The ELCA [non]stand on abortion is not unique to the ELCA but is, instead, indicative of far too many “connectional” churches as well as many independent and non-denominational churches that celebrate “diversity” by diversifying essentials of the faith so as to be considered “inclusive” but actually being rendered “impotent”. Life itself as a “gift of God” is as essential and as basic as “essentials of faith” can be; Evangelical Lutherans and United Methodists (among many others) do their level best to avoid nasty confrontations by refusing to come down on one side or the other and do a great disservice to those who look for a faith and a God that will not shift according to cultural or political winds. To do so is to not only earn but also embrace the true meaning of “hypocrisy”.

The Roman Catholic Church may take a lot of flak from a lot of folks, but the RCC can be counted on to stand firm in what it professes to be true. There is no “popular” vote with regard to Church doctrine, and some things are not open to secular discussion or debate. There is no vain attempt to be culturally relevant, and there is no feeble celebration of “cultural diversity” when it comes to sound doctrine. Those who insist that the Church needs to “get with the times” fail to understand that the Church’s refusal to negotiate is actually what was once known as “doctrinal integrity”.

Refusing to be swayed by the prevailing secular humanist or relativist culture grants to the Church the necessary moral authority to speak to such matters. All other churches that seek to be “culturally relevant” to worldly standards and practices and vainly attempt to appease those who cannot or will not embrace such absolutes as the divine nature of life itself fail to understand or embrace the standards of the Kingdom of Heaven and our call to be relevant toward that Kingdom rather than to the worldly culture we live in.

In the end, although the Christian faith is for anyone who is willing to enter into the New Covenant and walk the walk of Christ, the harsh truth is that it is not for everyone. There will always be those unwilling or even unable to enter into this life-changing and life-SUSTAINING Covenant. Sad, but true. And this includes entire churches that surrender their moral authority to the prevailing cultural authority.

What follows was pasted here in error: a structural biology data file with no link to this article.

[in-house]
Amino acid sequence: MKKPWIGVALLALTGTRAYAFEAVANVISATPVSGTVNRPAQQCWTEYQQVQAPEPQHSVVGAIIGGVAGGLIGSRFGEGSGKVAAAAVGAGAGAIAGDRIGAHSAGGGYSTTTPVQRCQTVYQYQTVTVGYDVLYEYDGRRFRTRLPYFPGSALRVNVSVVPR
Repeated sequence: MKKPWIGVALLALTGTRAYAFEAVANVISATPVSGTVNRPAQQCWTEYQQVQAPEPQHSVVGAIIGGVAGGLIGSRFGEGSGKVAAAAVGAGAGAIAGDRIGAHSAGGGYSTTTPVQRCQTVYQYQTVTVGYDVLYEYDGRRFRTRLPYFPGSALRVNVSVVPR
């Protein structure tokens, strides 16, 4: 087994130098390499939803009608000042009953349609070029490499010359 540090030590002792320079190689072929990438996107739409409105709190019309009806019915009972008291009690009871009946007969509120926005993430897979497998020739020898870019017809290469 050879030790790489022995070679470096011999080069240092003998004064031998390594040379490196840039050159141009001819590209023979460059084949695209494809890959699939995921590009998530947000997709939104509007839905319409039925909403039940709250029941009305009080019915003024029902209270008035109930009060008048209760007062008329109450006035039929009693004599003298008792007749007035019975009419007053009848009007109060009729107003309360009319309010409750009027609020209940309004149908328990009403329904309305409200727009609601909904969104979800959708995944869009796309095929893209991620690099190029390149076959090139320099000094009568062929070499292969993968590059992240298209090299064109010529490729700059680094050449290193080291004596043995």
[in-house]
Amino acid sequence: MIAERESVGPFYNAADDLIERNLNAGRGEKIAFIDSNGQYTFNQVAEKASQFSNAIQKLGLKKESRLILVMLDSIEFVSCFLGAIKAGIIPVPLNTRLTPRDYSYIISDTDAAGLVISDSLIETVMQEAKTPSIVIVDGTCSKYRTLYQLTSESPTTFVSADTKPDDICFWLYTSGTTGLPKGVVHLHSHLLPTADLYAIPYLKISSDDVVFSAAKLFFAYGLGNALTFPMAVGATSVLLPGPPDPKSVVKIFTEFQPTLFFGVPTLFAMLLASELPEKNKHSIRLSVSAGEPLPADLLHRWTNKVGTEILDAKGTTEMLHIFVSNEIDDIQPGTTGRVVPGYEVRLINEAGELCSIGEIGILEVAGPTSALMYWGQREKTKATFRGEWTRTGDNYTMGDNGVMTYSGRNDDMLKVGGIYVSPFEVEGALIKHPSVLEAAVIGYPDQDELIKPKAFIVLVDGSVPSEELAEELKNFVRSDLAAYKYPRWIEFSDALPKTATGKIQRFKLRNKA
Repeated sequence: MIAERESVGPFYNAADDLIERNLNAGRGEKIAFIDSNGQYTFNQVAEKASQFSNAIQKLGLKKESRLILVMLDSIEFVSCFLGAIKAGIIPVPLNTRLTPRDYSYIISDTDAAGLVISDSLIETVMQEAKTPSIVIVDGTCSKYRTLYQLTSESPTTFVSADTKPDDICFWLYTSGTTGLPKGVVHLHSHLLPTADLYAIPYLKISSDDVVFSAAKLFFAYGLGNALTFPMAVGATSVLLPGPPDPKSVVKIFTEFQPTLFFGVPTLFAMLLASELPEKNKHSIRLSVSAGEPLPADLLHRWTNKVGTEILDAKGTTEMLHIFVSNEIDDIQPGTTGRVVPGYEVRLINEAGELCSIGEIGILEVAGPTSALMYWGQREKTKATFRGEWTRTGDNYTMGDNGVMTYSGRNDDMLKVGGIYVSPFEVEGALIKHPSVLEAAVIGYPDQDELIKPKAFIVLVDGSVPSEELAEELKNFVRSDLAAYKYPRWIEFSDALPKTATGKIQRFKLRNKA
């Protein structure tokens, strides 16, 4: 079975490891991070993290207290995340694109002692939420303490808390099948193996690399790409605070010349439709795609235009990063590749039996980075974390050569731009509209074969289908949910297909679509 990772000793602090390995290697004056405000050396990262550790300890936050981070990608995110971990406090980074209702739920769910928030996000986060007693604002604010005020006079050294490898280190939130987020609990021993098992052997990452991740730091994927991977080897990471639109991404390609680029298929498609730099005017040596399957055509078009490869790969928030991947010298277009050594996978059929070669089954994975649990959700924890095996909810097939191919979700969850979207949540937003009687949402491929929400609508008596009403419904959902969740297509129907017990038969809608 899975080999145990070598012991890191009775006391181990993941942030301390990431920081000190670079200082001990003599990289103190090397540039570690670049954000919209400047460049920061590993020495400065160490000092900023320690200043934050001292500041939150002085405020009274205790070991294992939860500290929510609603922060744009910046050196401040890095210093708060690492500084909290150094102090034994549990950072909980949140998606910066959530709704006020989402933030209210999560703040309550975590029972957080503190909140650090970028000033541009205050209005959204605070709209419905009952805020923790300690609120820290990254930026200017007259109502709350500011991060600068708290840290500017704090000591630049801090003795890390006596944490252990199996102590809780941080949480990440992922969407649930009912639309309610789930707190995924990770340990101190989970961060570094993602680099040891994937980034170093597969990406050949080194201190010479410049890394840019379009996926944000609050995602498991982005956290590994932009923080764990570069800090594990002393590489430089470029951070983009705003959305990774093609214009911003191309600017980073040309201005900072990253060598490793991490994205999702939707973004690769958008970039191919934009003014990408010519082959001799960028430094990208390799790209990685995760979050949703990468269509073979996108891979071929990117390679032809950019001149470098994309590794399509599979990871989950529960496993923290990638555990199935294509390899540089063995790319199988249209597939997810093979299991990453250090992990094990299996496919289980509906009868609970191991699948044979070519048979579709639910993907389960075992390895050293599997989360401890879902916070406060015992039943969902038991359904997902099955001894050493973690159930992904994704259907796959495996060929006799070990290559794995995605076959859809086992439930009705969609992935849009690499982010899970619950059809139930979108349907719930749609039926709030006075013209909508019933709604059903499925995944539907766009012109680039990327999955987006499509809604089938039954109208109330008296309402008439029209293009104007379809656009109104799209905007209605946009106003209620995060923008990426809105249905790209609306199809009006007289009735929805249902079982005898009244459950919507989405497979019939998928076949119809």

Without Exception

Whether one would see a glass as half-empty or half-full would depend entirely on one’s outlook on life. Whether one is a pessimist or an optimist depends, in large measure, on whether one has the faith to get through from one day to the next. It is a given, of course, that even Christians get a little “down in the mouth” from time to time; the world has a way of closing in around us whenever money is tight or the kids have too much going on or there are sick friends and family members or … or …

It also occurred to me not long ago that we Christians are sometimes a little too free with negative thoughts, for instance, when we refer to those who are terminally ill as “dying”. Such a mindset helps to lend credence to such laws – clearly laws “of the flesh” - as those created in Washington State and Oregon known as “death with dignity”, laws that appear noble on the surface but come up severely short in biblical and practical wisdom especially when we consider and then dismiss the sacred nature and value of human life, regardless of the state of that life. Terminally ill patients are indeed dying, as is so often said, but no more or less so than any one of us at any given time. We are all on borrowed time.

Death is imminent; without exception, we are all going to pass from this world sooner or later but until life passes from us, we are all, also without exception, very much alive. Our existence, our very being has intrinsic value that goes far beyond the human capacity to adequately or accurately measure. So it must necessarily be not a choice between “living and dying” but, rather, “alive or dead”. There can be no in-between without creating the so-called “gray areas” in which the definition of a “life worth living” becomes a debatable topic subject only to the secular value our society chooses to assign according to the usefulness of that life.

In such “slippery slope” areas as abortion, embryonic stem-cell research, cloning, and euthanasia, divine value is not even taken into consideration not only because such value is immeasurable and incomprehensible by human standards but also because, by these same human standards, the value of life becomes relative. Relative to what would remain to be seen and is ambiguous at best, but that relativity is defined only in moment-to-moment social situations and political circumstances. Not only does such thinking violate the premise that Life is in the realm of our Holy Father and no other, but “slippery slopes” lead to such deranged thinking as human life being only slightly more advanced than that of a monkey or a rat or any other “lab” animal subject to human experimentation. Think of the Nazi era.

The divine value of human life is poetically expressed in Isaiah when the prophet is called forth in chapter 6. The prophet acknowledges his unworthiness as with “unclean lips” from among a people of “unclean lips” (Isaiah 6:5) especially while in the Divine Presence. In spite of his perceived unworthiness and in spite of his perceived unworthiness of the people whom Isaiah will be preaching to, the Lord sees fit to continue to reach out, refusing to disavow His own people, His own creation. They are all, without exception, still very much alive and worth the effort; even those who will ultimately reject Him. They are all, without exception, of intrinsic value not only to one another but to the Lord and His purposes. It is, by decree of the Lord alone, that all life has value and cannot – in fact, must not – be subjected to measure by man’s arbitrary, conditional, fickle and, ultimately, finite standards.